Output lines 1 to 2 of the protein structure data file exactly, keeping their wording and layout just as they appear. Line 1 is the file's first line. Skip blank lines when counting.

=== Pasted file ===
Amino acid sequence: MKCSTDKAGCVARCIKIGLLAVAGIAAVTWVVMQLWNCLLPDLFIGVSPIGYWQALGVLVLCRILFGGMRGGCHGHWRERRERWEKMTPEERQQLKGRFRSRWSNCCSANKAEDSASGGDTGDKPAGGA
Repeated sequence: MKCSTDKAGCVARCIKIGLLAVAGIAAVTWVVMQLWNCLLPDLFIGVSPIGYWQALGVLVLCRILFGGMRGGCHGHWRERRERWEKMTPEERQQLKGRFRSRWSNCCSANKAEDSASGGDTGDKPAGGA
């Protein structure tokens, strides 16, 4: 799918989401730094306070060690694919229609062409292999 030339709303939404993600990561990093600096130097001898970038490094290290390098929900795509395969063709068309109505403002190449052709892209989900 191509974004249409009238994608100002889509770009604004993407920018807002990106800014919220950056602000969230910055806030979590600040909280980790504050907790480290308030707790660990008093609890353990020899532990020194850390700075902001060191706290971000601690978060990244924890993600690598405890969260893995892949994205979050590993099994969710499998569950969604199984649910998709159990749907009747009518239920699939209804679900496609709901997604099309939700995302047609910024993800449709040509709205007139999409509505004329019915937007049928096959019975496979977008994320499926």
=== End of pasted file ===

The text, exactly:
Amino acid sequence: MKCSTDKAGCVARCIKIGLLAVAGIAAVTWVVMQLWNCLLPDLFIGVSPIGYWQALGVLVLCRILFGGMRGGCHGHWRERRERWEKMTPEERQQLKGRFRSRWSNCCSANKAEDSASGGDTGDKPAGGA
Repeated sequence: MKCSTDKAGCVARCIKIGLLAVAGIAAVTWVVMQLWNCLLPDLFIGVSPIGYWQALGVLVLCRILFGGMRGGCHGHWRERRERWEKMTPEERQQLKGRFRSRWSNCCSANKAEDSASGGDTGDKPAGGA